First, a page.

انگیزش و احساسات به عنوان واسطه در یادگیری چند رسانه ای
|کد مقاله||سال انتشار||مقاله انگلیسی||ترجمه فارسی||تعداد کلمات|
|30019||2014||2 صفحه PDF||سفارش دهید||محاسبه نشده|
Publisher : Elsevier - Science Direct (الزویر - ساینس دایرکت)
Journal : Learning and Instruction, Volume 29, February 2014, Pages 174–175
Against the background of Moreno's “cognitive-affective theory of learning with media” (CATLM) (Moreno, 2006), three papers on cognitive and affective processes in learning with multimedia are discussed in this commentary. The papers provide valuable insights in how cognitive processing and learning results can be affected by constructs such as “situational interest”, “positive emotions”, or “confusion”, and they suggest questions for further research in this field.
For a long time, research on technology-based learning and instruction has primarily been focusing on cognitive aspects. For example, the “Cognitive Theory of Multimedia Learning” (CTML) (Mayer, 2005) or the “Integrative Model of Text and Picture Comprehension” (Schnotz, 2005) have, together with “Cognitive Load Theory” (Sweller, 1988), widely been used to inspire research in the field of multimedia learning. From this research we know a lot about learning with combinations of verbal and pictorial information, and based on these theories and models we are able to describe, explain, and predict effects of different formats and designs of multimedia instruction. Affective aspects, however, such as emotion and motivation, although having a long tradition in research on learning and instruction, have largely been neglected in research on technology-based learning and instruction. Against this background, Moreno (2006) proposed a “Cognitive-Affective Theory of Learning with Media” (CATLM), which expands Mayer's CTML by including the concept of “affective mediation”, that is, the idea that motivational factors may mediate learning by affecting the cognitive engagement of the learners. The papers by Magner et al., 2013 and Plass et al., 2013, and D'Mello, Lehman, Pekrun & Graesser (2013), to be discussed in the present commentary, follow this line of reasoning and provide valuable insights in how learning with multimedia is affected by emotional and motivational factors.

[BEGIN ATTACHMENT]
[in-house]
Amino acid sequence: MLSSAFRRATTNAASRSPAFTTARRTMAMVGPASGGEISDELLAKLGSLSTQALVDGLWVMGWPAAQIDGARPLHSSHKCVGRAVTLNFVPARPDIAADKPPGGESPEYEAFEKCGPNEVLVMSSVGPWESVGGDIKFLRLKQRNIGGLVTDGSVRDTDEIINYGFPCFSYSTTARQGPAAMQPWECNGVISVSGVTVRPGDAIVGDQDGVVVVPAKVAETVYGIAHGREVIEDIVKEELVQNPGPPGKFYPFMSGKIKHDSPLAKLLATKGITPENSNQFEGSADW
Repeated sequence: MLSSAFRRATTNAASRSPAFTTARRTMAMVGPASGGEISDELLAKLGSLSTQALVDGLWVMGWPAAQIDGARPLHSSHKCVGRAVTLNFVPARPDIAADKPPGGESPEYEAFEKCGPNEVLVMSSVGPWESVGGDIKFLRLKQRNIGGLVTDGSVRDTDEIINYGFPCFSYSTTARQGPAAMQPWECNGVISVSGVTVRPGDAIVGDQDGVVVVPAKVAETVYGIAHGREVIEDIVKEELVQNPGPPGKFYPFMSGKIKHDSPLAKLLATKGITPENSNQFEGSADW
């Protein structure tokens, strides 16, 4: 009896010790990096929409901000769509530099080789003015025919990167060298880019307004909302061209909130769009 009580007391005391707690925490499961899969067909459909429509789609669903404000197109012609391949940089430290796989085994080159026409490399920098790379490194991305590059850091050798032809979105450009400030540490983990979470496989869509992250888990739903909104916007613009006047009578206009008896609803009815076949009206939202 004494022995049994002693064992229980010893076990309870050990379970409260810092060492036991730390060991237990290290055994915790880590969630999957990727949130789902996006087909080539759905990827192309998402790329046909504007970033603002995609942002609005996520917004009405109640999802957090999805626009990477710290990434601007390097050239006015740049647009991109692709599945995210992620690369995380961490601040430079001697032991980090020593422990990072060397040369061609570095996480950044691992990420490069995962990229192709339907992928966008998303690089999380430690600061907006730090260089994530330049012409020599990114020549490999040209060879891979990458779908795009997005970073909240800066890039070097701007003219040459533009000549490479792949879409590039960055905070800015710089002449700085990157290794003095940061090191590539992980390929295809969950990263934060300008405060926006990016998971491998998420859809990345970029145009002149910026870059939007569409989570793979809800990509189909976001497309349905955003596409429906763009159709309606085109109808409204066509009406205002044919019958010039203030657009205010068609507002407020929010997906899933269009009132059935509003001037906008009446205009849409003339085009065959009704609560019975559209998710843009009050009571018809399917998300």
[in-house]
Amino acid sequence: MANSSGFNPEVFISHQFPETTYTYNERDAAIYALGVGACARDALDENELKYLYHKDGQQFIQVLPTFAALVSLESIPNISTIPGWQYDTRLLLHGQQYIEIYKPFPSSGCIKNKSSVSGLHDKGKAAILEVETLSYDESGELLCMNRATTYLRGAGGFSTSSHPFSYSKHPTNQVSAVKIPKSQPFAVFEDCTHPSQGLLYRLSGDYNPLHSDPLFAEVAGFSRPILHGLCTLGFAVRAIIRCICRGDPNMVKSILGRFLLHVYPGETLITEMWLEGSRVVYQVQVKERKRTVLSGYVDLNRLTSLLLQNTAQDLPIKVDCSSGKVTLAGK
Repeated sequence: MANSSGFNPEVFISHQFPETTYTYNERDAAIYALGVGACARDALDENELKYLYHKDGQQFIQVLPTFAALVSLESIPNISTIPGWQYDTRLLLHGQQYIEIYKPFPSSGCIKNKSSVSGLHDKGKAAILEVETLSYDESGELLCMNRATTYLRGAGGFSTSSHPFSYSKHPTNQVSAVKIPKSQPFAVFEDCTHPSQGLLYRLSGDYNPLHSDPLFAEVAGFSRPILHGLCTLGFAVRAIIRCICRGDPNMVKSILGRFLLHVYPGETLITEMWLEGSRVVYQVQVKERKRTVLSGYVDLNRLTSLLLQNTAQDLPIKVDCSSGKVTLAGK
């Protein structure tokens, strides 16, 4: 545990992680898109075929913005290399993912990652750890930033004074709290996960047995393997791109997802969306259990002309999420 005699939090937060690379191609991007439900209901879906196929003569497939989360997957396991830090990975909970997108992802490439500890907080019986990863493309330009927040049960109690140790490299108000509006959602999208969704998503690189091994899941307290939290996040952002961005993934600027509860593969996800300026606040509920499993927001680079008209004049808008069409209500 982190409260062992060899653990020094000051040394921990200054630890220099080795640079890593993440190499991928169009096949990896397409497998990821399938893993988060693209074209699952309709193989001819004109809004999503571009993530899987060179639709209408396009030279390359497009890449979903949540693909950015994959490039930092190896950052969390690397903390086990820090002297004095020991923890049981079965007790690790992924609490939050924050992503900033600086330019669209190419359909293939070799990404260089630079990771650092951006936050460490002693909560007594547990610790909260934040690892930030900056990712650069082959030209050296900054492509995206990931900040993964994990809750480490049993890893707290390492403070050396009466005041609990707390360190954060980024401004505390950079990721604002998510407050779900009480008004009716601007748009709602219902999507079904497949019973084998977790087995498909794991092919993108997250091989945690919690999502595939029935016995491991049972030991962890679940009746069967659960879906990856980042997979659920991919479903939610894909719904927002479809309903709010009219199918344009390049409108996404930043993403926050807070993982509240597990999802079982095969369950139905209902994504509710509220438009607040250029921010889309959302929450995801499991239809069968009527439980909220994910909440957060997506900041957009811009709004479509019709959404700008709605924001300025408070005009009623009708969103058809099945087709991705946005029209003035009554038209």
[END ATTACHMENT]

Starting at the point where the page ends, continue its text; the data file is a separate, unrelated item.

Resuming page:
نتیجه گیری انگلیسی
The three papers discussed so far follow Moreno's (Moreno, 2006) line of reasoning that learning with multimedia is affected by emotional and motivational factors. They provide valuable insights in how this is achieved with a focus on “situational interest” as a motivational construct (Magner and colleagues) as well as on “positive emotions” (Plass and colleagues) and “confusion” (D'Mello and collegues) as emotional constructs. All three papers applied sophisticated statistical analyses based on experimental approaches, that is, differences in motivation and emotion were induced in learners by varying the design of learning environments. Thus hypotheses about cause and effects could appropriately be investigated which is a major advantage compared to correlational studies. In line with Moreno's CATLM, all authors had mediation hypotheses in mind: Experimentally induced differences in motivation/emotion lead to differences in the cognitive processing of learning materials which in turn leads to differences in learning results. Unfortunately however, presumably due to the unavailability of appropriate measures of cognitive processing, in none of the three papers the crucial link between motivation/emotion and cognitive processing was studied directly. So far, the effects of motivation/emotion on learning can, at least for the present papers, only be interpreted in terms of modified cognitive processing. Future research should try to develop and use independent measures of cognitive processing in order to be able to test the mediation hypothesis. Motivation and emotion, as studied in the present papers, are state constructs that may occur in a given learning situation. For further research, an interesting question would be to ask whether the occurrence of specific motivations/emotions as states in a given learning situation is perhaps modified by individual differences in overarching (non-cognitive) trait constructs like, for example, neuroticism, openness, conscientiousness, anxiety, frustration tolerance, learned helplessness etc. It could even be the case that the whole mediation process from motivation/emotion over cognitive processing to learning results might be moderated by specific traits. There is a growing body of research on cognitive trait constructs that moderate the effectiveness of multimedia design features for learning like, for example, prior knowledge ( Magner et al., 2013), spatial ability (e.g., Höffler, 2010 and Höffler and Leutner, 2011) or learning preferences (e.g., Plass, Chun, Mayer, & Leutner, 1998). So far however, research on non-cognitive trait constructs that might moderate the effectiveness of multimedia design features, however, seems to be at its very beginning. The present papers provide a valuable step in this direction.